Musical Futures Transition Project – FREE download

An introduction to the ‘Passenger’ Resources

Resource details

“Many of the planned programmes of study for Year 7 observed in the survey started with a project on ‘The Elements of Music’. Notwithstanding inspectors’ concerns with the quality of music education in some primary schools, the picture observed during the survey was not as bleak as that proposed by many secondary schools. Yet frequently heads of music explained that the reason for going back to basics’ with the elements of music – teaching students about the fundamentals of pitch, dynamics, texture, rhythm, timbre and structure – was that students came from primary schools where they have had no or very little experience of music. When asked about their knowledge of the whole-class instrumental programmes and primary singing initiatives, few secondary school music teachers had detailed understanding of this work or, more significantly, how these initiatives had impacted on their students. Similarly, few had discussed curriculum planning with their feeder primary schools or developed cross-key stage music curriculum strategies.”

Ofsted: Music in schools: Wider still, and Wider March 2012

About the project
Any consideration of the role that music can play in primary to secondary transfer can create a range of challenges and issues for teachers. In many cases a large number of feeder primary schools serve just one secondary school, and a lack of opportunity to share practice and information between teachers can lead to ‘starting from scratch’ at the beginning of secondary/high school. and there is evidence of inconsistent musical experiences among these schools.

The rationale behind this project is to support a process of musical learning that begins in primary/elementary school and continues through to secondary/high school. It aims to develop and then build upon musical skills of students, by encouraging and enthusing them to collaborate practically and creatively using the same musical material as a starting point in both primary/elementary and secondary/high schools.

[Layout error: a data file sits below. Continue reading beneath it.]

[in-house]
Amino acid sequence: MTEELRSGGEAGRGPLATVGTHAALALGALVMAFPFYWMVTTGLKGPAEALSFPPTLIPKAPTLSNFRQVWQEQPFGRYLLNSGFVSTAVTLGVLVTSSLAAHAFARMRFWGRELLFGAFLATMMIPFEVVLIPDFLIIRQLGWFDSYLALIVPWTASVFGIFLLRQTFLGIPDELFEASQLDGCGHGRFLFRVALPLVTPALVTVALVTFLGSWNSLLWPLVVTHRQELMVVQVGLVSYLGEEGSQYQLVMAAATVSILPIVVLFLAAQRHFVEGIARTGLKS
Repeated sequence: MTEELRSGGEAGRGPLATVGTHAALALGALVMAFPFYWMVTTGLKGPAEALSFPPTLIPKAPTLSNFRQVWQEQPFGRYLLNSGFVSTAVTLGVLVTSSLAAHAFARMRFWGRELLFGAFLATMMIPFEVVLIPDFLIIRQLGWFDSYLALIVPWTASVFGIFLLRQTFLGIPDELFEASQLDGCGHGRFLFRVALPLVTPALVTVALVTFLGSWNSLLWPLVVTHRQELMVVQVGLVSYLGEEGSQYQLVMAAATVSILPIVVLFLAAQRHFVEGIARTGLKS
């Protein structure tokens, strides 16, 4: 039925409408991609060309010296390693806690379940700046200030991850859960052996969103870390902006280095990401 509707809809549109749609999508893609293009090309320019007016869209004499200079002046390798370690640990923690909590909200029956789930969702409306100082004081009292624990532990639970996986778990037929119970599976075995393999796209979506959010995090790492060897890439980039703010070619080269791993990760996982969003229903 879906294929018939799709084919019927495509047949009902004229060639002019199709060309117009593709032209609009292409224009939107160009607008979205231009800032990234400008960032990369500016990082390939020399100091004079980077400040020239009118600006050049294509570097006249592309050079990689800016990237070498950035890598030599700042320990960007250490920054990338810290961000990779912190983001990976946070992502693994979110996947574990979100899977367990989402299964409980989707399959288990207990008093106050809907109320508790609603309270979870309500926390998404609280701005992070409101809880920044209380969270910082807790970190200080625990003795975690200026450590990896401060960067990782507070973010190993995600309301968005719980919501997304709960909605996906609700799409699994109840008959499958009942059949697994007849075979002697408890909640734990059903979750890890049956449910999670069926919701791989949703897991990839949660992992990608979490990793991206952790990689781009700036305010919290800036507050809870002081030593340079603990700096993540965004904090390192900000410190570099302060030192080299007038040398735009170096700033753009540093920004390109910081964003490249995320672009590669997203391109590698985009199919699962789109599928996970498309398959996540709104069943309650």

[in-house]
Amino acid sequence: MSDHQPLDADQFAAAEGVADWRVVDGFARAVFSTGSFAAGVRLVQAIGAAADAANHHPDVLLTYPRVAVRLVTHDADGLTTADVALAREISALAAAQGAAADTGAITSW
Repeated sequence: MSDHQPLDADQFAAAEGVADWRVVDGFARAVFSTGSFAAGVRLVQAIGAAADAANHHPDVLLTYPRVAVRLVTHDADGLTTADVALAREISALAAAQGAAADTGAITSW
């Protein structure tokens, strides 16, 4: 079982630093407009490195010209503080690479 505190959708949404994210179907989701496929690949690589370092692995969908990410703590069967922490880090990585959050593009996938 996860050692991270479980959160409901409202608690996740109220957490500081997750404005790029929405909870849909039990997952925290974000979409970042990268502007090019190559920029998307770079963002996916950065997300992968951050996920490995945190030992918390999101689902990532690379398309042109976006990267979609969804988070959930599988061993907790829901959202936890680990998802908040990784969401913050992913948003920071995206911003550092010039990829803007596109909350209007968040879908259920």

This project is designed to be accessible to anyone from a non-specialist primary teacher to specialist practitioners in either phase

Download the Teacher Resource pack below. Click here to access all audio, video and written resources for a variety of instrumental parts.

 

Top Tips

  • Download the documents from the relevant page for your phase. For primary click HERE, secondary click HERE
  • Do some warm ups, clapping tasks are great, in time to the original song. This helps pupils get to know the different elements of the song
  • Make sure students have access to the original track as well as backing tracks, this helps place their part in the context of the piece as a whole and helps them to play in time.
  • Add links to the school VLE so that pupils can practice at home or with instrumental teachers if they have lessons outside the classroom
  • You don’t have to use the entire song! Sometimes pupils can learn just one riff, perhaps from the chorus or introduction and repeat this rather than try to learn too much too quickly

Get Creative

  • We have provided resources for one song here. Consult with pupils at your local primary / secondary schools and decide upon a different song to arrange, based on your students’ interests, and the instrumental resources you have available
  • Break down the song into riffs and rearrange these to create a new piece
  • Take a riff or chords and use these to compose a new piece (click HERE for details of how use workshopping to do this)
  • Perform the piece of music in a different genre/style: reggae, classical, hip hop, grime, jazz etc.
  • Rap new lyrics over the top of it
  • Use beat boxing to create new sounds and rhythms and change the feel of the piece
  • Ask students to create their own backing track using Garageband (or similar)
  • Using sequencing software, create new versions of the piece, adding layers, effects and new sections as appropriate

Menu

×